|North America||Anguilla||None||14,108||96 km2 (37 mi2)||Politics of Anguilla|
|Bermuda||62,000||57 km2 (22 mi2)||Politics of Bermuda|
|British Virgin Islands||28,103||153 km2 (59 mi2)||Politics of the British Virgin Islands|
|Cayman Islands||55,500||264 km2 (102 mi2)||Foreign relations of the Cayman Islands|
|Montserrat||5,000||103 km2 (40 mi2)||Government of Montserrat|
|Turks and Caicos Islands||31,458||948 km2 (366 mi2)||Politics of the Turks and Caicos Islands|
|Oceania||Pitcairn Islands||50||36 km2 (14 mi2)||Politics of the Pitcairn Islands|
|Tokelau||New Zealand||Territory||1,411||12 km2 (5 mi2)||Politics of Tokelau|
|French Polynesia[B]||France||Overseas collectivity||271,000||4,000 km2 (1,544 mi2)||Politics of French Polynesia|
|New Caledonia||Special collectivity||252,000||18,575 km2 (7,172 mi2)||Politics of New Caledonia|
|American Samoa||United States||Unincorporated unorganized territory||55,519||200 km2 (77 mi2)||Politics of American Samoa|
|Guam||Unincorporated organized territory||159,358||540 km2 (208 mi2)||Politics of Guam|
|North America||United States Virgin Islands||106,405||352 km2 (136 mi2)||Politics of the United States Virgin Islands|
The following territories were originally listed by UN General Assembly Resolution 66 (I) of 14 December 1946 as Trust and Non-Self-Governing territory. The dates show the year of independence or other change in a territory's status which led to their removal from the list, after which information was no longer submitted to the United Nations.
|Continent||Name||Change in status||Current status||Administering state||Population||Area / km2||Area / mi2||Year of removal||See also|
|North America||Greenland||Incorporated into Denmark as Greenland County (1953). Gained home rule as a Country within the Kingdom of Denmark (1979). Increased autonomy (2009).||Country within the Kingdom of Denmark||Denmark||57,564||2,166,086||836,330||1954||Politics of Greenland|
|Saint Pierre and Miquelon||Became an overseas territory||Overseas collectivity of France||France||7,044||242||93||1947||Politics of Saint Pierre and Miquelon|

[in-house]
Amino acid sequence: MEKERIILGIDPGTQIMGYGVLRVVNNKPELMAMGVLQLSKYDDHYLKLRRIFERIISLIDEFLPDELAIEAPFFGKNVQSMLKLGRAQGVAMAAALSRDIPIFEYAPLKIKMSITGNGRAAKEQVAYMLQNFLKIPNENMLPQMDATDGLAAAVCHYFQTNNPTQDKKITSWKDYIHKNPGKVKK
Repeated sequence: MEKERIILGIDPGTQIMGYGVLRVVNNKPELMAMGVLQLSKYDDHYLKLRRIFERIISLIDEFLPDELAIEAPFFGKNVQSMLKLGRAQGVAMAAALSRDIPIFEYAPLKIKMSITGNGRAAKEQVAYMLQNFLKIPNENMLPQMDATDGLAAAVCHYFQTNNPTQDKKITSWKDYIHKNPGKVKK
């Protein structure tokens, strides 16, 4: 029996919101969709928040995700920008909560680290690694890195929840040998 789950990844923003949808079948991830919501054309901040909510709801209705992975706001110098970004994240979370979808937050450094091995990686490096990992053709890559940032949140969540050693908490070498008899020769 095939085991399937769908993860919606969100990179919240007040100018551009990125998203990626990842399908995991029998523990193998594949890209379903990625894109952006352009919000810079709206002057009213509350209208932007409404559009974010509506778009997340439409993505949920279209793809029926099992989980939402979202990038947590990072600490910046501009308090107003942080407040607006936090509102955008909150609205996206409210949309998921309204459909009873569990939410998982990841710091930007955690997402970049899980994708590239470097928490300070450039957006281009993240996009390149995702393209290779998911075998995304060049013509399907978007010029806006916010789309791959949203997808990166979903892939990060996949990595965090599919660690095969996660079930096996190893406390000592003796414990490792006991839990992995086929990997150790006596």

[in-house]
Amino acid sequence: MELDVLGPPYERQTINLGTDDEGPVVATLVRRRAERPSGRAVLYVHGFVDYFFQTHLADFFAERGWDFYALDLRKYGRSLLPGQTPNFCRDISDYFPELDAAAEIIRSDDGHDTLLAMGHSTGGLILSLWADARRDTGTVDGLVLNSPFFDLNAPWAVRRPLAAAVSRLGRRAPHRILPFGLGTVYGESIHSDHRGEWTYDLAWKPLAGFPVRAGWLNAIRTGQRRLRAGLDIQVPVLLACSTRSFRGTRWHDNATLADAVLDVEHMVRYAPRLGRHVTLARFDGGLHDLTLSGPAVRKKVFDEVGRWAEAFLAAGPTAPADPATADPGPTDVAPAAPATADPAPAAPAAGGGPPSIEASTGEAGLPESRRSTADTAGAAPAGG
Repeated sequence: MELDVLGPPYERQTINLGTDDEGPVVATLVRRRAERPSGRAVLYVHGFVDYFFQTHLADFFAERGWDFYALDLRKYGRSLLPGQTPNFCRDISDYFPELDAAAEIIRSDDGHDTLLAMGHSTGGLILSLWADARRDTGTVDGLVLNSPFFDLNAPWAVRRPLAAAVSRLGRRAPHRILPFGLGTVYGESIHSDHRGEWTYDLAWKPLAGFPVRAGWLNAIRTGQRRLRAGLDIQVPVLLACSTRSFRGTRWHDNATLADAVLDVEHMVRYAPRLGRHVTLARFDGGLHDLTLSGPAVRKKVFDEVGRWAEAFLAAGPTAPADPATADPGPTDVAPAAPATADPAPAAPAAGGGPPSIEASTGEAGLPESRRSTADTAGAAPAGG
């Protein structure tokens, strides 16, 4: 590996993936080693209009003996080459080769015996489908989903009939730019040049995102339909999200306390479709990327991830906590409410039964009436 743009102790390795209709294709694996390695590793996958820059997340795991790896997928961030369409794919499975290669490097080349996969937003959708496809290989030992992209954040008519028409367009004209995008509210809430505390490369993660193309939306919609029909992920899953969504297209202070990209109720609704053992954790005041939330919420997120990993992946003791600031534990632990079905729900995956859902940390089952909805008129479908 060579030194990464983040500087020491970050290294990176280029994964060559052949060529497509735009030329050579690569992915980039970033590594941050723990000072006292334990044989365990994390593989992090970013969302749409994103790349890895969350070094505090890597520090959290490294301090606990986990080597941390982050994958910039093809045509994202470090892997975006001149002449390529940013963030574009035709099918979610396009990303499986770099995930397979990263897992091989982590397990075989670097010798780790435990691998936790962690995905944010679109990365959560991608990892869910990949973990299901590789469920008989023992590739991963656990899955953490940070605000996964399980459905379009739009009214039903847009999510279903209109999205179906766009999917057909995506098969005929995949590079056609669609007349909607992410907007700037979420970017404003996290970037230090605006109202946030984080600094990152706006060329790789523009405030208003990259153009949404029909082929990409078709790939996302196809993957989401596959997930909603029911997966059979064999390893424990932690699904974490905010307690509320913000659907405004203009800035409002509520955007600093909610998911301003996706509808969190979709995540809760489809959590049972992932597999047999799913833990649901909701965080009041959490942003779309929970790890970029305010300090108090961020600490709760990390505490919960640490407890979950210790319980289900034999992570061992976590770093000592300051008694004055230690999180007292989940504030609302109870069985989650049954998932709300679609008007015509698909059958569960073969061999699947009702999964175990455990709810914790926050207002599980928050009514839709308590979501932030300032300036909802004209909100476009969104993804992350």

|Guadeloupe||Became an overseas department||Overseas department of Guadeloupe and overseas collectivities of Saint-Barthelemy and Saint-Martin of France||408,000||1,628||629||Politics of Guadeloupe|
|Asia||British Hong Kong||Removed from the list on request of China||Special Administrative Region of Hong Kong of the People's Republic of China) (since 1 July 1997)||United Kingdom||7,018,636||1,092||422||1972||Politics of Hong Kong|
|Portuguese Macau||Removed from the list on request of China||Special Administrative Region of Macau of the People's Republic of China) (since 20 December 1999)||Portugal||545,674||28||11||Politics of Macau|
|North America||Martinique||Became an overseas department||Overseas department of France||France||401,000||1,128||436||1947||Politics of Martinique|
|Netherlands Antilles||Granted more autonomy||Aruba, Curaçao and Sint Maarten are constituent countries of the Kingdom of the Netherlands, the other remaining islands are special municipalities of the Netherlands.||Netherlands||225,369||960||371||1951||Politics of the Netherlands Antilles|
|Puerto Rico||Became a Commonwealth||Commonwealth of the United States||United States||3,958,128||8,870||3,420||1952||Political status of Puerto Rico|
|Asia||Cocos (Keeling) Islands||Voted to integrate into Australia||External territory of Australia||Australia||596||14||5||1984||Shire of Cocos|
|Africa||Réunion||Became an overseas department||Overseas department of France||France||793,000||2,512||970||1947||Politics of Réunion|